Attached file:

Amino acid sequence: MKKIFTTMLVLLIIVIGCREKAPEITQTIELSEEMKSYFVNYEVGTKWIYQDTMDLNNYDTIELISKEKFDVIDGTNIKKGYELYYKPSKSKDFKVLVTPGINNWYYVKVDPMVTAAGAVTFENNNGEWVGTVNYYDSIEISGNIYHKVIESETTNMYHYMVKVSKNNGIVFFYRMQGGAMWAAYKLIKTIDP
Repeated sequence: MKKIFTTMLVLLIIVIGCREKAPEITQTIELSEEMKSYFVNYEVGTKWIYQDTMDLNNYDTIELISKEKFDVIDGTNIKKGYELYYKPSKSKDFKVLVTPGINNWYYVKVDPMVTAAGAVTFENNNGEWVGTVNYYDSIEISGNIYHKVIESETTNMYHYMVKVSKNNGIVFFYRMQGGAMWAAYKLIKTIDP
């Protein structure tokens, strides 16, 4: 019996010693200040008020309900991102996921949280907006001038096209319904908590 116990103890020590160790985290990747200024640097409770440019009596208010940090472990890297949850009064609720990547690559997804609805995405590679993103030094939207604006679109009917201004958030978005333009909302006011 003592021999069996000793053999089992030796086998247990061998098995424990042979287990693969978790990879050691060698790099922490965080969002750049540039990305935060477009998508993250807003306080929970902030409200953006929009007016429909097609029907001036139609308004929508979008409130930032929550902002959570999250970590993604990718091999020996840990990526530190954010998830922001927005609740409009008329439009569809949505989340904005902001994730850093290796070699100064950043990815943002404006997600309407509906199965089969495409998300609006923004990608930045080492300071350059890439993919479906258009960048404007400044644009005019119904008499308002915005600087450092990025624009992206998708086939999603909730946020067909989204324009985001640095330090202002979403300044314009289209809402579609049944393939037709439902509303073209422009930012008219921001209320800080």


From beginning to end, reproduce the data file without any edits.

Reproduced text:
Amino acid sequence: MKKIFTTMLVLLIIVIGCREKAPEITQTIELSEEMKSYFVNYEVGTKWIYQDTMDLNNYDTIELISKEKFDVIDGTNIKKGYELYYKPSKSKDFKVLVTPGINNWYYVKVDPMVTAAGAVTFENNNGEWVGTVNYYDSIEISGNIYHKVIESETTNMYHYMVKVSKNNGIVFFYRMQGGAMWAAYKLIKTIDP
Repeated sequence: MKKIFTTMLVLLIIVIGCREKAPEITQTIELSEEMKSYFVNYEVGTKWIYQDTMDLNNYDTIELISKEKFDVIDGTNIKKGYELYYKPSKSKDFKVLVTPGINNWYYVKVDPMVTAAGAVTFENNNGEWVGTVNYYDSIEISGNIYHKVIESETTNMYHYMVKVSKNNGIVFFYRMQGGAMWAAYKLIKTIDP
């Protein structure tokens, strides 16, 4: 019996010693200040008020309900991102996921949280907006001038096209319904908590 116990103890020590160790985290990747200024640097409770440019009596208010940090472990890297949850009064609720990547690559997804609805995405590679993103030094939207604006679109009917201004958030978005333009909302006011 003592021999069996000793053999089992030796086998247990061998098995424990042979287990693969978790990879050691060698790099922490965080969002750049540039990305935060477009998508993250807003306080929970902030409200953006929009007016429909097609029907001036139609308004929508979008409130930032929550902002959570999250970590993604990718091999020996840990990526530190954010998830922001927005609740409009008329439009569809949505989340904005902001994730850093290796070699100064950043990815943002404006997600309407509906199965089969495409998300609006923004990608930045080492300071350059890439993919479906258009960048404007400044644009005019119904008499308002915005600087450092990025624009992206998708086939999603909730946020067909989204324009985001640095330090202002979403300044314009289209809402579609049944393939037709439902509303073209422009930012008219921001209320800080």